2 1.4793 21.1011 2 0.6833 0.6833 . . .

0.05 13 22.8602 2 2.2974 21.8646

0.025 17 23.0834 2 2.5636 22.1764 2 1.8460 21.5424 2 1.2466 20.9398

2 0.5833 0.5833 . . .

0.01 29 23.5038 2 3.0486 22.7227 2 2.4569 22.2258 2 2.0166 21.8216

2 1.0898 20.8971 2 0.6861 20.4341 0.4341. . .

21.6355 2 1.4541 21.2736

Source: Schader and Schmid (1986).

may be expressed in terms of the decomposition

IX (s) ¼ IN (s) þ IX jN (s):

The relative loss of information is now given by

[@pj (s)=@s]2 =pj (s) s2

IX (s) À IN (s)

L¼ ¼1À 1 À In °sÞ:

Eu [@ log f (X js)=@s]2

IX (s) n

Thus, one requires, for given g [ (0, 1) and s; the smallest integer k Ã such that

L(s; k Ã ; aÃ , . . . , aÃ ) g:

1 kÀ1

Schader and Schmid (1986) found that only for k odd there is a unique global

optimum of this optimization problem and provided optimal class boundaries zÃ j

based on the least odd number of classes k Ã for which the loss of information is

less than or equal to a given value of g; for g ¼ 0:1; 0.05, 0.025, and 0:01: See

Table 4.2. From the table, optimal class boundaries aÃ for a lognormal distribution

j

with parameters m and s can be obtained upon setting aÃ :¼ exp°szÃ þ mÞ:

j j

It is interesting that compared to the Pareto distribution (cf. Section 3.6),

a considerably larger number of classes is required for a given loss of information.

4.7 THREE- AND FOUR-PARAMETER LOGNORMAL

DISTRIBUTIONS

If there exists a l [ IR such that Z ¼ log (X À l) follows a normal distribution, then

X is said to follow a three-parameter lognormal distribution. For this to be the case, it

is clearly necessary that X take any value exceeding l but have zero probability of

taking any value below l: Thus, the p.d.f. of X is

& '

1 1 2

p¬¬¬¬¬¬ exp À 2 [ log (x À l) À m] , x . l:

f (x) ¼ (4:30)

2s

(x À l) 2ps

122 LOGNORMAL DISTRIBUTIONS

As a size distribution, this distribution was already considered by Gibrat (1931). The

distribution is obtained through one of the three transformations in Johnsons™s

(1949) translation system; see (2.76) in Chapter 2.

The location characteristics of the three-parameter form are greater by l than

those of the LN(m, s 2 ) distribution. The mean is at l þ exp(m þ s 2 =2); the median

at l þ exp(m); and the mode at l þ exp(m À s 2 ): The quantiles are displaced from

F À1 (u) to l þ F À1 (u); 0 , u , 1: The kth moment about l is

k2s 2

k

E[(X À l) ] ¼ exp km þ (4:31)

2

so that the moments about the mean and hence the shape factors remain unchanged.

If the threshold parameter l is known, as is, for example, the case in actuarial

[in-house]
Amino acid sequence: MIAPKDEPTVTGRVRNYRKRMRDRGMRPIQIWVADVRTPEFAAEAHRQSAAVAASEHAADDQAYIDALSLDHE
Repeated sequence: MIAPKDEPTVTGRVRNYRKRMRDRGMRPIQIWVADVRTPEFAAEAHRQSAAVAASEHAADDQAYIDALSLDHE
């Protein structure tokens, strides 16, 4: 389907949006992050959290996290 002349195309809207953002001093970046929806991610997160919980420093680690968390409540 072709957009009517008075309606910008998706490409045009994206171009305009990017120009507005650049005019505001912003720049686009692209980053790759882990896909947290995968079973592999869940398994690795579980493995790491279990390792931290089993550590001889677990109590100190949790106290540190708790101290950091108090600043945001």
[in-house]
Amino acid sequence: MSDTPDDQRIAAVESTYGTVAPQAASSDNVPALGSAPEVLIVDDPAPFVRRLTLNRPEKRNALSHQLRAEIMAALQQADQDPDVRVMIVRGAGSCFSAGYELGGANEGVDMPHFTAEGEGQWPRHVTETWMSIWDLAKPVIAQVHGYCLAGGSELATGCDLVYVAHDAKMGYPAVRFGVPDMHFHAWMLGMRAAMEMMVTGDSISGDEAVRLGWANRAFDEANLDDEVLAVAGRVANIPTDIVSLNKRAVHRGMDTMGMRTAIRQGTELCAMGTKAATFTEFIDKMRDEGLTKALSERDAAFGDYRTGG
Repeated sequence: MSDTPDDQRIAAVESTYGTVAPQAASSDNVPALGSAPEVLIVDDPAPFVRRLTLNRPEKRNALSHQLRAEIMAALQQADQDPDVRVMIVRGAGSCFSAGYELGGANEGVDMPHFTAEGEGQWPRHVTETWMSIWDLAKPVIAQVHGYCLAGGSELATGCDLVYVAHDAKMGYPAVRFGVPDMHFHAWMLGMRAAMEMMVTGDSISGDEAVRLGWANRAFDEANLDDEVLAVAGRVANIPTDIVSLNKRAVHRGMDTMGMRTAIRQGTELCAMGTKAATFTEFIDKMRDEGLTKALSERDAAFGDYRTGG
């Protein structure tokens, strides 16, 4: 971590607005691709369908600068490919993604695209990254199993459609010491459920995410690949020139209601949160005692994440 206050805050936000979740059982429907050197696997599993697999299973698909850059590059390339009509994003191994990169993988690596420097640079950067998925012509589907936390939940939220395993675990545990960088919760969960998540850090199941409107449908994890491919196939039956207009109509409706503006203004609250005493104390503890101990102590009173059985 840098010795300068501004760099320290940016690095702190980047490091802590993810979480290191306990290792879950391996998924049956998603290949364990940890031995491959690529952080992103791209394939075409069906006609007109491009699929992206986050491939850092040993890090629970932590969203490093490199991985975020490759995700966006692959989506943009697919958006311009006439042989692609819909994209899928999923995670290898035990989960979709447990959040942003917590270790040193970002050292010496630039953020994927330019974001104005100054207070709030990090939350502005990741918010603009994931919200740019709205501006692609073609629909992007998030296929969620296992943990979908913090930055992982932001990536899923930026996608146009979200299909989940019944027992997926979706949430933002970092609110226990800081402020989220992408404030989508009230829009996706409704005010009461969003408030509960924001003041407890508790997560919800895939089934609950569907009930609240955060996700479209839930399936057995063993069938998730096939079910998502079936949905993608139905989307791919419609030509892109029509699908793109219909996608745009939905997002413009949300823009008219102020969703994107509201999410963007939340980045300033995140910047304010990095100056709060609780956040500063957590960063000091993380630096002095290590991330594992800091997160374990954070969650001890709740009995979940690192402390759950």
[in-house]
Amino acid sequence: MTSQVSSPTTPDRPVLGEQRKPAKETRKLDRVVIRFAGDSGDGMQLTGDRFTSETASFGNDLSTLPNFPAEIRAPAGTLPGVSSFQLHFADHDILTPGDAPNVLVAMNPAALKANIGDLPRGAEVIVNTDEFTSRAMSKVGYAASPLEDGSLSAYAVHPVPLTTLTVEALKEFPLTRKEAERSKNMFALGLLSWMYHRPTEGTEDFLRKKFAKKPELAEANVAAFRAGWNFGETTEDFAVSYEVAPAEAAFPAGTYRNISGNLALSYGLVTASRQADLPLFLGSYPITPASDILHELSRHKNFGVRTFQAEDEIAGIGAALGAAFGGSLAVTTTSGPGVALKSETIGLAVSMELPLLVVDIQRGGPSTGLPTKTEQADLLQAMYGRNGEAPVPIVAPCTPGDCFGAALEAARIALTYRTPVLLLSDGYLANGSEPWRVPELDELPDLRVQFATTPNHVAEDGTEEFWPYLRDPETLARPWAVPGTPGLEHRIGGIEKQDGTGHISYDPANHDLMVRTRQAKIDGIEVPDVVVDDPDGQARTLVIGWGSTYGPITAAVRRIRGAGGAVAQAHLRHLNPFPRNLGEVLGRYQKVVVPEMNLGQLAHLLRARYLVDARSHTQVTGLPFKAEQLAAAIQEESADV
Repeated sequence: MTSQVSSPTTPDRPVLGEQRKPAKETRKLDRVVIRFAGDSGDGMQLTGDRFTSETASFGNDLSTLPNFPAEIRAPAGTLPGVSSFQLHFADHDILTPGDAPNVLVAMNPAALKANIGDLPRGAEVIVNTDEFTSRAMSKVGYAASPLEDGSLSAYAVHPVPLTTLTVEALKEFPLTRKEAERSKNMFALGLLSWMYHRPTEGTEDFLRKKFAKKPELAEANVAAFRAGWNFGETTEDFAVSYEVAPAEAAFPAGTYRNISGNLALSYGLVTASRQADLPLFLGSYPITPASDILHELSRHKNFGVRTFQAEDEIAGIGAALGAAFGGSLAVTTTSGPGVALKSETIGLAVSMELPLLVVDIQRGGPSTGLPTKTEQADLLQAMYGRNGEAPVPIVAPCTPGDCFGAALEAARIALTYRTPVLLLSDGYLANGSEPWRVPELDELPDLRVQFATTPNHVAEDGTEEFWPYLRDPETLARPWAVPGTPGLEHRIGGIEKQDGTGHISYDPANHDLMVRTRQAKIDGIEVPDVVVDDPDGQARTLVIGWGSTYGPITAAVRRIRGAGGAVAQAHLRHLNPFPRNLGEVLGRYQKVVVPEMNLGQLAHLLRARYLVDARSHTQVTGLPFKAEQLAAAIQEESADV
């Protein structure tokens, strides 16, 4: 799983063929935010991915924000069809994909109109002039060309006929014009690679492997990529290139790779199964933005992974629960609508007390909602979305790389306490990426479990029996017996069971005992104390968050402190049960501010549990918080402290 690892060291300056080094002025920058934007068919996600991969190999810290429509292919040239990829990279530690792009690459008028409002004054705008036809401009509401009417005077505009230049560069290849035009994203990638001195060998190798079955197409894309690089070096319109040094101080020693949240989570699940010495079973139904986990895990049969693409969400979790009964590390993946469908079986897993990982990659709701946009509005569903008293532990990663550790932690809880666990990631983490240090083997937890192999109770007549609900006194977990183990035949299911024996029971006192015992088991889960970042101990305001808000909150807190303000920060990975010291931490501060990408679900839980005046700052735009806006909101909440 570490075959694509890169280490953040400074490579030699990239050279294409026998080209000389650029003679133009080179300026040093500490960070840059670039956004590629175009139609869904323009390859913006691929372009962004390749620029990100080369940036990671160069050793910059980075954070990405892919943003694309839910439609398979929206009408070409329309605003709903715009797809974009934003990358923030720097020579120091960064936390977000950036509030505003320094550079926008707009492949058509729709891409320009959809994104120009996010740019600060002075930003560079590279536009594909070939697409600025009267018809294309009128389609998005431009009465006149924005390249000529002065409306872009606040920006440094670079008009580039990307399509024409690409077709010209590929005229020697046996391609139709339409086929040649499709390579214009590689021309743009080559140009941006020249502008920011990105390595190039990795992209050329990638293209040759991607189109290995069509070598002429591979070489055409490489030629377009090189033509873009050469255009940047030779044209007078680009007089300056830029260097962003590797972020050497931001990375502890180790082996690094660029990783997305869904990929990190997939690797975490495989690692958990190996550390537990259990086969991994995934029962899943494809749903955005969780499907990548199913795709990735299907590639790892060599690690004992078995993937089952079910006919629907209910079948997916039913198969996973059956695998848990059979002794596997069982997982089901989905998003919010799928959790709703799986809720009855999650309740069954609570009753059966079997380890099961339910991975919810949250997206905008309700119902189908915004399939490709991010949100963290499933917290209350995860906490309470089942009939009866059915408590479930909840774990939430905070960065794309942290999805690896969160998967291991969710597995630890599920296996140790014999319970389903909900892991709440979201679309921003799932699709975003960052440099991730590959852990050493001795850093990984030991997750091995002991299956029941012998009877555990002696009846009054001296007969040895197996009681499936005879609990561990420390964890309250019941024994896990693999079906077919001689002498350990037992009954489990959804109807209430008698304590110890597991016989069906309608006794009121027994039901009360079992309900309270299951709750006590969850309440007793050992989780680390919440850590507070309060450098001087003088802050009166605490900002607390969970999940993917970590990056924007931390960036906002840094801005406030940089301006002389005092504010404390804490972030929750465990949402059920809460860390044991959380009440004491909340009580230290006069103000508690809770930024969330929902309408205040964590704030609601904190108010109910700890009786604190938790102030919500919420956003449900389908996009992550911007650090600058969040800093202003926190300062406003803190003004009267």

applications when it represents a deductible for claim amounts, estimation can, of

course, proceed as described in Section 4.6 after adjusting the data by l: If this

parameter is unknown, there are considerable additional dif¬culties. Since the books

by Cohen and Whitten (1988) and Crow and Shimizu (1988) contain several

chapters studying estimation problems associated with the three-parameter

lognormal distribution, we shall be rather brief here. The main dif¬culty appears

to be that likelihood methods lead to an estimation problem with an unbounded

likelihood. Speci¬cally, Hill (1963) demonstrated that there exists a path along

which the likelihood function

Y

n

L(x1 , . . . , xn ; m, s 2 , l) ¼ f (xi ; m, s 2 , l) (4:32)

i¼1

tends to þ1 as (m, s 2 , l) approaches (À1, 1, x1:n ):

One way of circumventing this dif¬culty consists of considering the observations

as measured with error (being recorded only to the nearest unit of measurement),

leading to a multinomial model as suggested by Giesbrecht and Kempthorne (1976).

With individual data considered error-free, Hill (1963) and Grif¬ths (1980)

justi¬ed using estimates corresponding to the largest ¬nite local maximum of the

likelihood function. Smith (1985, p. 88) noted the existence of a local maximum that

de¬nes an asymptotically normal and ef¬cient estimator. On differentiating the

logarithm of the likelihood (4.32), we obtain the estimating equations

1Xn

@log L

[ log(xi À l) À m] ¼ 0, (4:33)

¼2

s i¼1

@m

1Xn

@log L n

[ log(xi À l) À m]2 ¼ 0, (4:34)

¼À þ 3

s s i¼1

@s

and

1 X log(xi À l) À m X 1

n n

@log L

¼ 0: (4:35)

¼2 þ

s i¼1 xi À l xi À l

@l i¼1

123

4.7 THREE- AND FOUR-PARAMETER LOGNORMAL DISTRIBUTIONS

Eliminating m and s from these equations, we get (Cohen, 1951)

"

X X X

n n n

1

^ ^ ^

log2 (xi À l)

g(l ) :¼ log(xi À l) À

^

xi À l

i¼1 i¼1 i¼1

( )2 #

1X X log(xi À l)

n n ^

^

log(xi À l) Àn ¼ 0, (4:36)

þ

^

n i¼1 xi À l

i¼1

a highly nonlinear equation in one variable. The probably most commonly used

approach to ML estimation seems to be solving (4.36) by, for example, Newton “

Raphson and subsequently obtaining estimates of m and s 2 from this solution

^

(namely, the mean and variance of the logarithms of the data adjusted by l).

However, a practical dif¬culty appears to be that the search for the local MLEs